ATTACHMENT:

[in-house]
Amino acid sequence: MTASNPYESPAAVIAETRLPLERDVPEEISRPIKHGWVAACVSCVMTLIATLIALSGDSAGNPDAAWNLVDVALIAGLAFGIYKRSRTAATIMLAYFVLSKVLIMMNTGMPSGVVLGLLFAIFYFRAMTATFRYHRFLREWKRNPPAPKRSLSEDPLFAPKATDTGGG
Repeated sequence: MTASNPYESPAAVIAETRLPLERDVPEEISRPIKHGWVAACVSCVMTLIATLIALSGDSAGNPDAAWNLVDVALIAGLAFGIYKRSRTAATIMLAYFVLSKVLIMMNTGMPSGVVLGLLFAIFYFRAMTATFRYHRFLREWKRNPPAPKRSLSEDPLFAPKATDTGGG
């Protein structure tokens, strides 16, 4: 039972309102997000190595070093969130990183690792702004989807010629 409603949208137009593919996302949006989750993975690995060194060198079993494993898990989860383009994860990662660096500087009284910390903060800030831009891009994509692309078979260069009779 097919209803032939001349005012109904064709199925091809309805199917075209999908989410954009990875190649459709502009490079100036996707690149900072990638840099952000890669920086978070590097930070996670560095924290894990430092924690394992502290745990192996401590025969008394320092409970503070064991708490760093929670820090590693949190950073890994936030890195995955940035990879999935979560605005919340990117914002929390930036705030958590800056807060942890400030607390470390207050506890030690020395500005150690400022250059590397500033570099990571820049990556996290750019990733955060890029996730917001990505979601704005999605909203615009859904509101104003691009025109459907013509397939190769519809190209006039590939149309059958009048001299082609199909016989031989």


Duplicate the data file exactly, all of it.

[in-house]
Amino acid sequence: MTASNPYESPAAVIAETRLPLERDVPEEISRPIKHGWVAACVSCVMTLIATLIALSGDSAGNPDAAWNLVDVALIAGLAFGIYKRSRTAATIMLAYFVLSKVLIMMNTGMPSGVVLGLLFAIFYFRAMTATFRYHRFLREWKRNPPAPKRSLSEDPLFAPKATDTGGG
Repeated sequence: MTASNPYESPAAVIAETRLPLERDVPEEISRPIKHGWVAACVSCVMTLIATLIALSGDSAGNPDAAWNLVDVALIAGLAFGIYKRSRTAATIMLAYFVLSKVLIMMNTGMPSGVVLGLLFAIFYFRAMTATFRYHRFLREWKRNPPAPKRSLSEDPLFAPKATDTGGG
């Protein structure tokens, strides 16, 4: 039972309102997000190595070093969130990183690792702004989807010629 409603949208137009593919996302949006989750993975690995060194060198079993494993898990989860383009994860990662660096500087009284910390903060800030831009891009994509692309078979260069009779 097919209803032939001349005012109904064709199925091809309805199917075209999908989410954009990875190649459709502009490079100036996707690149900072990638840099952000890669920086978070590097930070996670560095924290894990430092924690394992502290745990192996401590025969008394320092409970503070064991708490760093929670820090590693949190950073890994936030890195995955940035990879999935979560605005919340990117914002929390930036705030958590800056807060942890400030607390470390207050506890030690020395500005150690400022250059590397500033570099990571820049990556996290750019990733955060890029996730917001990505979601704005999605909203615009859904509101104003691009025109459907013509397939190769519809190209006039590939149309059958009048001299082609199909016989031989």